- Consolidating Live Services. The three pieces Mary Jo Foley mentions, Photo, Mail, and Video, all exist in some fashion as part of Vista now. However up until last year, they were being developed separately from their Windows Live counterparts. Microsoft had double the engineering and double the resources working on what really are not very difficult engineering challenges, and were getting in the way of Windows innovation. By stripping out Windows Mail, Windows Photo Gallery, and Windows Movie Maker, among others, and replacing them with Windows Live add-ins (as is done now, actually, but with a lot of redundancy – add in Windows Live Mail and you still have Windows Mail on the machine – totally unnecessary), the experience is much cleaner on the consumer end, and much easier to maintain, on a lot of levels, on the backend.
- Ending monopolistic practices. While it’s enough of an incentive to strip out the live services to gain efficiencies outlined above, an even greater gain comes from how this will play out with the EU, etc. Microsoft isn’t happy about having to continue to shell out money to anti-trust litigations. Rather than being a lock in service, as Ken Fisher thinks, Microsoft most likely will structure these add-ins as open ended. In other words, if you want to use Firefox instead of IE, no problem. If you want to use a different mail client, go for it. Of course Microsoft will push hard to bundle its own services with new computer sales, and we’ve seen how well Windows N did in Europe – an OS with no bells and whistles is just no fun. But there won’t be lock in, the costs involved with fighting the EU over another OS are just too great for Microsoft to endure. They need to change direction, and they may be about to do just that.
- Software + Services. Microsoft, with Ray Ozzie at the lead, is about to place a big bet on Software + Services, showcased by Live Mesh and the upcoming Live Mesh Technology Preview. While Windows Live offers an interesting set of services, Live Mesh may just be the killer app it has been looking for. For once, instead of forcing it down our throats, Microsoft just may have a service that’s compelling enough to go out and get. If Microsoft can learn from the mistakes Apple just made with their iTunes/Safari upgrade (see: Windows Live Suite Installer), but instead offer a simple, up-front way to install Windows Live services that “just work”, and offer them to a combined Microsoft/Yahoo! customer base, things might just get very interesting indeed.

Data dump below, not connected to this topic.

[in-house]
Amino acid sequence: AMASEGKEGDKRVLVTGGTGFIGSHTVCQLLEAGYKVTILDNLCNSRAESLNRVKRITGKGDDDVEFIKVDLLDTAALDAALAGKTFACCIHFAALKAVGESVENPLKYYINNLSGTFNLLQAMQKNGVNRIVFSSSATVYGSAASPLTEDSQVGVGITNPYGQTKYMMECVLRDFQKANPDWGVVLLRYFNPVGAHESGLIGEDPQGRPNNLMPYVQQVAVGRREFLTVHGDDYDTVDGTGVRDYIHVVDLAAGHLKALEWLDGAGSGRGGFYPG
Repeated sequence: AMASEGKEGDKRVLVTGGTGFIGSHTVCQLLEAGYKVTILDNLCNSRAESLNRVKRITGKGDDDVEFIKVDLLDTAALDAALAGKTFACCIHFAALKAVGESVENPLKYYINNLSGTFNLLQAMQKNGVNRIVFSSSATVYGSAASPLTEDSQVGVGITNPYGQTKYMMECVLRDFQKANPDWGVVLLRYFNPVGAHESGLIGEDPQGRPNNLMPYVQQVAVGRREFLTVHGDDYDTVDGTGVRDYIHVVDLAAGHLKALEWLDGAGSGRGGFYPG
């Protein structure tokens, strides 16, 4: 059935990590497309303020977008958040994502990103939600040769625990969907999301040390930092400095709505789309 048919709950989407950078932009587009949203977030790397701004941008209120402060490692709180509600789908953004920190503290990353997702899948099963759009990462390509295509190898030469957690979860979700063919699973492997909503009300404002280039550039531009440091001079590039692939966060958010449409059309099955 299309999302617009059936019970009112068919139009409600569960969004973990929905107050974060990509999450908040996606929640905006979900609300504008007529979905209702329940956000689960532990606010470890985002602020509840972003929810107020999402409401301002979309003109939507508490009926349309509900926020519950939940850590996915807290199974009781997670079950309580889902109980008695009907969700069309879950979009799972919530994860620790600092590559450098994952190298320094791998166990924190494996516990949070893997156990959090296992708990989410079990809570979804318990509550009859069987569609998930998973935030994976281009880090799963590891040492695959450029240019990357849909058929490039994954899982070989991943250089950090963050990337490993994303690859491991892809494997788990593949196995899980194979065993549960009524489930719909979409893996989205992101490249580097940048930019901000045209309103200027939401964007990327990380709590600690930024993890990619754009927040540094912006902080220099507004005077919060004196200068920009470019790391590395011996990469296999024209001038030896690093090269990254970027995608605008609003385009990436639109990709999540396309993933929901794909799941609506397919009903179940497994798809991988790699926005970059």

Internet Explorer and Windows Media Player, along with the Windows Live services, are already “free”, and there’s no reason to think that Microsoft would expect people to stand for paying extra for them (especially when there are free alternatives). Some services may indeed come subscription based, but a modular Windows 7 isn’t about locking consumers into subscriptions. The advantages to Microsoft in cleaning up Windows are clear, the complaints about monopolistic practices are loudly heard, and there is a real change taking place, led by Ray Ozzie, to embrace a more open model.
Microsoft has already made moves away from duplicating Windows/Windows Live redundancies, so some stripped out features will come as no surprise. How much of a modular system Windows 7 will come to be remains to be seen, but one thing is certain: computers, with lots of processing power and lots of storage space, aren’t going away anytime soon. What Microsoft is putting together, with a lean OS, a readily available services layer, a robust cloud storage platform, and a way to synch it all together, may prove to be the right package for both Microsoft and consumers.